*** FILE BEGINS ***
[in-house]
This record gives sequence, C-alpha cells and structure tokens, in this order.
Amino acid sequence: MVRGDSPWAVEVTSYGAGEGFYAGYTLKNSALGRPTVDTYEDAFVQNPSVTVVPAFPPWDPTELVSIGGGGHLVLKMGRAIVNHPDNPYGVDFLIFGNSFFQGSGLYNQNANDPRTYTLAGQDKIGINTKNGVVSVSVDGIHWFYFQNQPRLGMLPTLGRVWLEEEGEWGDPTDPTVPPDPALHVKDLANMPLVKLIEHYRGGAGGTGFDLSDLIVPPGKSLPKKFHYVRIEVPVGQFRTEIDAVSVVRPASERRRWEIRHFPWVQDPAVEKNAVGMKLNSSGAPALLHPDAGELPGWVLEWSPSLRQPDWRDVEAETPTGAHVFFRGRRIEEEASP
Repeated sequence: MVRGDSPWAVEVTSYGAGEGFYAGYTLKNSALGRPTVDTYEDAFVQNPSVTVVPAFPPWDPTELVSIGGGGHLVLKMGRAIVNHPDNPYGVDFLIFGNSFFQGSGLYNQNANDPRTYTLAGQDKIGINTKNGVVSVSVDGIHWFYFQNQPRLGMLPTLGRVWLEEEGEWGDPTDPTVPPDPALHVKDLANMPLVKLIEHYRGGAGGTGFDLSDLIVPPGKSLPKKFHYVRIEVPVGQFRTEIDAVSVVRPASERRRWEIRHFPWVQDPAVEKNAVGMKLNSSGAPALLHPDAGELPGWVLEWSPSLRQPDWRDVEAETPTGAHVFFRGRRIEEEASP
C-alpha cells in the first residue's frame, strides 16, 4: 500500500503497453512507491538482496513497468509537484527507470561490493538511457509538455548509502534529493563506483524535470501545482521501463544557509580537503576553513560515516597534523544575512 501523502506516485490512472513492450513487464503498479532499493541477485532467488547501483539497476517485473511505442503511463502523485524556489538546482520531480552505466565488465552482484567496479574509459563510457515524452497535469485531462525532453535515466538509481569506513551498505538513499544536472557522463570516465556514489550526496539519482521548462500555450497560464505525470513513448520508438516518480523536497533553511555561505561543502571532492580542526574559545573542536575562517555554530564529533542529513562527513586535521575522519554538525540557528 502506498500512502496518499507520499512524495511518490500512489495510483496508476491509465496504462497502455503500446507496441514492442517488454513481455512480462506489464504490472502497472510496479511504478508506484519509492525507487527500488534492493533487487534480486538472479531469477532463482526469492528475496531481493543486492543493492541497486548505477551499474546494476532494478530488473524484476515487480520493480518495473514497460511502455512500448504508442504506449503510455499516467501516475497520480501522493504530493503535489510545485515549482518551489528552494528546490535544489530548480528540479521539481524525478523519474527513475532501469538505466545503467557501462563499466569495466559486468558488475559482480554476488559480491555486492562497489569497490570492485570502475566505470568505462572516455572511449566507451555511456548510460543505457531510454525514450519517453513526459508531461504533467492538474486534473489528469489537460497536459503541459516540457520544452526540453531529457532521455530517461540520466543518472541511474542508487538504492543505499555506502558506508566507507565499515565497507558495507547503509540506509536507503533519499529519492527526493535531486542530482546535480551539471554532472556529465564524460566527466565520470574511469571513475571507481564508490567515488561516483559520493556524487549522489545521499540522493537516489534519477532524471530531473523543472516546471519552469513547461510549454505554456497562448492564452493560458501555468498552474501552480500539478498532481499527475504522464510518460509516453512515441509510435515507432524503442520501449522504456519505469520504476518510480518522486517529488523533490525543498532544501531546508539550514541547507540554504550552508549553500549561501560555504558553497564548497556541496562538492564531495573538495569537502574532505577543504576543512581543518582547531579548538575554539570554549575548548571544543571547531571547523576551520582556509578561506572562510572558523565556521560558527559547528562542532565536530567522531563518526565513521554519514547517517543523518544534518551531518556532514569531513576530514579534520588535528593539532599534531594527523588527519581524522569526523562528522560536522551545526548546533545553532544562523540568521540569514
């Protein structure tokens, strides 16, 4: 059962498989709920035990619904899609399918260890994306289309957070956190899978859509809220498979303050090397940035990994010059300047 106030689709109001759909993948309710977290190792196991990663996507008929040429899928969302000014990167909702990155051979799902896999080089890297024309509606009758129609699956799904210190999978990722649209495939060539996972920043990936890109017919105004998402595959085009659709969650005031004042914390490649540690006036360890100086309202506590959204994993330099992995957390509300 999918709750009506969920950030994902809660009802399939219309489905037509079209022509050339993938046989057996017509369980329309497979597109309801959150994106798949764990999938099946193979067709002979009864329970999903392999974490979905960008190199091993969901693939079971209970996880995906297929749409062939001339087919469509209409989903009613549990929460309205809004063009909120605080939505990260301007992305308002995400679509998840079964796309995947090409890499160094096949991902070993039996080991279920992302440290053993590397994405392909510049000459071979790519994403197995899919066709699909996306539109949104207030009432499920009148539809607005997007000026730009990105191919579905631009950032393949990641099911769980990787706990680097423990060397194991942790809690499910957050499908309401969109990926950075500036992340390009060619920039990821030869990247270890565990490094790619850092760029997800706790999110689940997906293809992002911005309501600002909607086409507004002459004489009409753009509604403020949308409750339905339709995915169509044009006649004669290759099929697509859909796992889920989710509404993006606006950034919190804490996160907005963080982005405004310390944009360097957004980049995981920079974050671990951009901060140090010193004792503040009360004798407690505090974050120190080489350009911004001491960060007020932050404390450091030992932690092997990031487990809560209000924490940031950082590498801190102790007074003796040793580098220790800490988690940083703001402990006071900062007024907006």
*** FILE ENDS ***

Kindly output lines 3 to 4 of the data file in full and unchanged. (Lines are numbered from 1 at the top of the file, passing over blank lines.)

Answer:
Amino acid sequence: MVRGDSPWAVEVTSYGAGEGFYAGYTLKNSALGRPTVDTYEDAFVQNPSVTVVPAFPPWDPTELVSIGGGGHLVLKMGRAIVNHPDNPYGVDFLIFGNSFFQGSGLYNQNANDPRTYTLAGQDKIGINTKNGVVSVSVDGIHWFYFQNQPRLGMLPTLGRVWLEEEGEWGDPTDPTVPPDPALHVKDLANMPLVKLIEHYRGGAGGTGFDLSDLIVPPGKSLPKKFHYVRIEVPVGQFRTEIDAVSVVRPASERRRWEIRHFPWVQDPAVEKNAVGMKLNSSGAPALLHPDAGELPGWVLEWSPSLRQPDWRDVEAETPTGAHVFFRGRRIEEEASP
Repeated sequence: MVRGDSPWAVEVTSYGAGEGFYAGYTLKNSALGRPTVDTYEDAFVQNPSVTVVPAFPPWDPTELVSIGGGGHLVLKMGRAIVNHPDNPYGVDFLIFGNSFFQGSGLYNQNANDPRTYTLAGQDKIGINTKNGVVSVSVDGIHWFYFQNQPRLGMLPTLGRVWLEEEGEWGDPTDPTVPPDPALHVKDLANMPLVKLIEHYRGGAGGTGFDLSDLIVPPGKSLPKKFHYVRIEVPVGQFRTEIDAVSVVRPASERRRWEIRHFPWVQDPAVEKNAVGMKLNSSGAPALLHPDAGELPGWVLEWSPSLRQPDWRDVEAETPTGAHVFFRGRRIEEEASP